When it came time to leave and explore Pompeii (en route to Positano), we were happy to go.
The offending Mount Vesuvius forms the backdrop to Pompeii–which buried the city under 65 feet of ash and pumice when it exploded in 79 AD. Pompeii was buried for 1700 years, until it was accidentally discovered. Excavations reveal the city that was frozen in time, right down to the victims–whose decomposed bodies left cavities in the ash layer that were later injected with plaster or resin.
The ride to Positano, along the Amalfi coast was beautiful–and hair-raising!
And when the bus dropped us off at the top of the hill, we had no real idea of how to best reach our hotel; the directions we had were from the beach. Not wanting to pay the hefty price for a taxi, we began the long trek down, down, down the hillside until we reached the main beach. Then we climbed back up from a second, smaller beach, almost half as far back up the hill to get to our lovely little spot.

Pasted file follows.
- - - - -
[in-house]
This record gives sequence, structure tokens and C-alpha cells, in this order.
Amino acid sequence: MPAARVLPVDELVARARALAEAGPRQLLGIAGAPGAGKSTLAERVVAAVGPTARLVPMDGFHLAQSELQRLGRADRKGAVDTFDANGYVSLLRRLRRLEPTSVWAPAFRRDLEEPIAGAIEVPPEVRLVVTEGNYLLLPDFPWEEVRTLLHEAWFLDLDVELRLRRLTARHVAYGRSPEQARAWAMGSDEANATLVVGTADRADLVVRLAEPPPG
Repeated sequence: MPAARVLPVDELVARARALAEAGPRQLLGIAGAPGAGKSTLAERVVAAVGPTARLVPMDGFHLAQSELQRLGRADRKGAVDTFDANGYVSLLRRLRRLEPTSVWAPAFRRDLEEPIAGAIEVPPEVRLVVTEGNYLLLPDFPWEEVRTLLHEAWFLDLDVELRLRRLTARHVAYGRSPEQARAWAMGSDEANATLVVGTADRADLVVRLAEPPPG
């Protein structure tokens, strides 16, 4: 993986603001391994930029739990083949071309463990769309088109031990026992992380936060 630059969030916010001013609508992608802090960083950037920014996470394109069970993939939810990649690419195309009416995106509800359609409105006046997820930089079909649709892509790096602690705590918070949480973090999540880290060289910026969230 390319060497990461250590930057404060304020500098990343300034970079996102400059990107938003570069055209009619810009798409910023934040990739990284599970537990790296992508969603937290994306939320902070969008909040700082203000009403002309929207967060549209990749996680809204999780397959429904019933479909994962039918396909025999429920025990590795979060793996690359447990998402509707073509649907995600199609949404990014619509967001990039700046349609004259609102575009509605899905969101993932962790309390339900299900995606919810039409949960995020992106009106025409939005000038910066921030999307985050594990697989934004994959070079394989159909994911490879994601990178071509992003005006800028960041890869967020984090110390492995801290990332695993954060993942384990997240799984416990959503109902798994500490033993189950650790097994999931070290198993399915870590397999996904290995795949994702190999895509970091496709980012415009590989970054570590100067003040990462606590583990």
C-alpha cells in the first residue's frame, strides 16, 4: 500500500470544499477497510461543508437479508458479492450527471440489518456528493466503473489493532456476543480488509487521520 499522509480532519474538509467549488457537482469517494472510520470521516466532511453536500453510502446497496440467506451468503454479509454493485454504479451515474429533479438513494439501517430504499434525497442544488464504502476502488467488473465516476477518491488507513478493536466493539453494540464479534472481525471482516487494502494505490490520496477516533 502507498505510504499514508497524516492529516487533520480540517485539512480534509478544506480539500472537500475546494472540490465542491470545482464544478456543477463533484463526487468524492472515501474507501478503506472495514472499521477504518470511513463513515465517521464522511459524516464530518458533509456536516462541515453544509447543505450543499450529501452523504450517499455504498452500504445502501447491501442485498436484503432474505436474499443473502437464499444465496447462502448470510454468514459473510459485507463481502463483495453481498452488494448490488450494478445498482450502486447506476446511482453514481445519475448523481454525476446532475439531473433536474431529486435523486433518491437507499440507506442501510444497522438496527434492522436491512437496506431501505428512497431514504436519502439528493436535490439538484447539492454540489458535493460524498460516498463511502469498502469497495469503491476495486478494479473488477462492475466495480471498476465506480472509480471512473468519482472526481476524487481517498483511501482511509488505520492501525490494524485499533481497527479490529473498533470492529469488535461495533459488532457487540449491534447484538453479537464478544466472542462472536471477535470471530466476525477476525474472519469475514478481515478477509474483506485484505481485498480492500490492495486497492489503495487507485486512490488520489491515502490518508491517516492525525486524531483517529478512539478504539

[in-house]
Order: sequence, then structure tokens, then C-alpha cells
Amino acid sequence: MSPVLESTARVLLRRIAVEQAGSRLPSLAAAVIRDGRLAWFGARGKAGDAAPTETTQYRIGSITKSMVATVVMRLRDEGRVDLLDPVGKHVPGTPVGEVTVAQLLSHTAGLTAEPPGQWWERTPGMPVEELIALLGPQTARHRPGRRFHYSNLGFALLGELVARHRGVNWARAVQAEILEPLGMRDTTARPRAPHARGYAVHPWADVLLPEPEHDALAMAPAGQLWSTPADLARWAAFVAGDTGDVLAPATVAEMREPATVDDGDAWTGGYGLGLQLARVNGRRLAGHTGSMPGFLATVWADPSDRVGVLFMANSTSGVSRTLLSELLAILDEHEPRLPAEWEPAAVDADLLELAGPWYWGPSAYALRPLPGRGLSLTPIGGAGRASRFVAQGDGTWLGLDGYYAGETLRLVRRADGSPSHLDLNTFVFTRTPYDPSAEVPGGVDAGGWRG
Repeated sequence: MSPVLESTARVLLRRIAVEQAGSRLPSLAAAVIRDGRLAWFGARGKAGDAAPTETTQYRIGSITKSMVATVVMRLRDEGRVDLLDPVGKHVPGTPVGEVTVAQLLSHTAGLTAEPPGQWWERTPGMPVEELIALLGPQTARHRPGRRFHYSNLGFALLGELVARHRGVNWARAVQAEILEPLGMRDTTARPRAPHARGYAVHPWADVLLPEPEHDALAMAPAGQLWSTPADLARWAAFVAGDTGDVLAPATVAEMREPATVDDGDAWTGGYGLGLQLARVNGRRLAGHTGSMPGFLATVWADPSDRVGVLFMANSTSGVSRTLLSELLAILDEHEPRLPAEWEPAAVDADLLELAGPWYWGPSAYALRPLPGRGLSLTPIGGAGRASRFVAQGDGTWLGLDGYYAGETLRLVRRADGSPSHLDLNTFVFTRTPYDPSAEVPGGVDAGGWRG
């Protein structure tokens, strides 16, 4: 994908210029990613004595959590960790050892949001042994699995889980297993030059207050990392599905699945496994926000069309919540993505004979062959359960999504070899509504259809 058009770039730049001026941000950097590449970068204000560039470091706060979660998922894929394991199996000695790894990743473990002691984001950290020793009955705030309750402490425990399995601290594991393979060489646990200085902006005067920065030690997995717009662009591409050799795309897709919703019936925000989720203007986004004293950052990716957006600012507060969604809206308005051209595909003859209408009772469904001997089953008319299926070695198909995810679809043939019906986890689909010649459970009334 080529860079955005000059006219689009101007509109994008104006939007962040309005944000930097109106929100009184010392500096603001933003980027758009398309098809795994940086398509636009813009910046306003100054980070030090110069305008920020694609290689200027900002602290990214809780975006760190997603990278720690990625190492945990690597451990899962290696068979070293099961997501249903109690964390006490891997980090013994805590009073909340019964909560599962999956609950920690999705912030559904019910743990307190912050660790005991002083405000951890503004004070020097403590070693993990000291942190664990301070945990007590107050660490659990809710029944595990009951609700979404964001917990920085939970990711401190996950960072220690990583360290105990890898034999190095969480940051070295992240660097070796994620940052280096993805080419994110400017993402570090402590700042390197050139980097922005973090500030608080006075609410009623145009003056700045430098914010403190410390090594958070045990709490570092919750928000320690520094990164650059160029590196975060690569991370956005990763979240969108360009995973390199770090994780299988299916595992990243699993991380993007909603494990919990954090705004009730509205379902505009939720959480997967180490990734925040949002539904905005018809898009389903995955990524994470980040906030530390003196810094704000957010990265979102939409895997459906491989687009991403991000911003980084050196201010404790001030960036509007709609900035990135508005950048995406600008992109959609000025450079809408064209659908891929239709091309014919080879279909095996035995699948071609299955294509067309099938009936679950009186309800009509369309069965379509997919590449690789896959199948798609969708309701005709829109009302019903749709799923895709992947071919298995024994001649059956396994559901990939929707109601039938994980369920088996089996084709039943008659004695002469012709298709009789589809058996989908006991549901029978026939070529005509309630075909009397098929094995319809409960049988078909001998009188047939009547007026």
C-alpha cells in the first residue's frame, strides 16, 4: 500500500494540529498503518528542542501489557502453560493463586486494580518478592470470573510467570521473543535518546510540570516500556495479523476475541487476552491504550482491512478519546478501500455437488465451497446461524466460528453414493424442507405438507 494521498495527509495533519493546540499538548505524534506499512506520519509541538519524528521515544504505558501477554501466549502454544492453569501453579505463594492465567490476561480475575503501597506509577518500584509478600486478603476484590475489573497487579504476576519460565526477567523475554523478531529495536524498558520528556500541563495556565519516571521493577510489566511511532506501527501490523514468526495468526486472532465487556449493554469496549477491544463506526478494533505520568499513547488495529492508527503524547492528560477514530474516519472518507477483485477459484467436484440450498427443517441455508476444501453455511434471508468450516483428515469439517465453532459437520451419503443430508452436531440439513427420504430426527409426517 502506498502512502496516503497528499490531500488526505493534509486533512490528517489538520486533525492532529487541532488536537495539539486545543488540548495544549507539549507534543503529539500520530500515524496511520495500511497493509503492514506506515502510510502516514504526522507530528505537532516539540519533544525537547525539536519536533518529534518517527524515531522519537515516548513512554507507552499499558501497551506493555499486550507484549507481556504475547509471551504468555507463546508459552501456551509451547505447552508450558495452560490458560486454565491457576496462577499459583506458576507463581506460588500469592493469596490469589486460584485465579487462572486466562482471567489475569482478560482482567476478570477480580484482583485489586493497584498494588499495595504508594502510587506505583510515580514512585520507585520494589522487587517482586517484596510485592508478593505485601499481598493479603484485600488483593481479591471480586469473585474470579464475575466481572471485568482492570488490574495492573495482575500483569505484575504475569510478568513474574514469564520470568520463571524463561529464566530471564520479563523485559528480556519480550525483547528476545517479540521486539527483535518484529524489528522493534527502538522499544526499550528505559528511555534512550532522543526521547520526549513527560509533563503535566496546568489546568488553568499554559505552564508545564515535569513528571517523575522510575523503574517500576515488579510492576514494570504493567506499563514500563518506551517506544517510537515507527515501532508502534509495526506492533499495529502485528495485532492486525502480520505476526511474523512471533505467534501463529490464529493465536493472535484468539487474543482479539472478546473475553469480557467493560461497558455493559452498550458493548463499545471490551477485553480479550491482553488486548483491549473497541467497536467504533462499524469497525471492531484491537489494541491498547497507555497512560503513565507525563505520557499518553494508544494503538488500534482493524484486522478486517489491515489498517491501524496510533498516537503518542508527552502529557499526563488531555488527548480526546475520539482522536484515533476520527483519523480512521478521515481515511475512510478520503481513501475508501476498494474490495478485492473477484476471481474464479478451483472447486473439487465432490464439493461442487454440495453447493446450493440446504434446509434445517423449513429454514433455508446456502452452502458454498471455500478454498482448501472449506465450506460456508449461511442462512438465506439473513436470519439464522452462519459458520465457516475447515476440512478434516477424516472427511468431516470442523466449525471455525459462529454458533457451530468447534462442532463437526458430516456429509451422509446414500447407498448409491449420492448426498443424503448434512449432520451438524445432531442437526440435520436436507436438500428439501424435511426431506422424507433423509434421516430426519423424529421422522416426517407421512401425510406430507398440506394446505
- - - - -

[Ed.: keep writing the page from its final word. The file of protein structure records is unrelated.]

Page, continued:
Pensione Maria Luisa
70 euro/nt for double with bathroom
Good value, lovely views, quite a hike, and lots of cats.
The view from the hotel’s roof deck gives one a sense of the hike required after a day at the beach. We were particularly mindful not to leave anything we might need for the beach behind when we left our room each morning.
Dinner at Lo Guarracino, overlooking the smaller Fornillo Beach.
We spent our days at Spiaggia Grande, the main beach. We’d pay for two chairs and an umbrella–getting there early for unobstructed views in the first row of chairs–and put together lunches like this one (of fresh tomatoes, pesto, caviar, beer, and yogurt). For breakfast, Aron sought after sfogliatelle–a shell-shaped pastry oozing with ricotta that had been flavored with candied citrus peel–at La Zagara Pasticceria. In the evening, we’d choose a restaurant for seafood and pasta. On our first evening, we splurged on glasses of Limoncello at La Buca di Bacco, a hotel and restaurant right on Spiaggia Grande.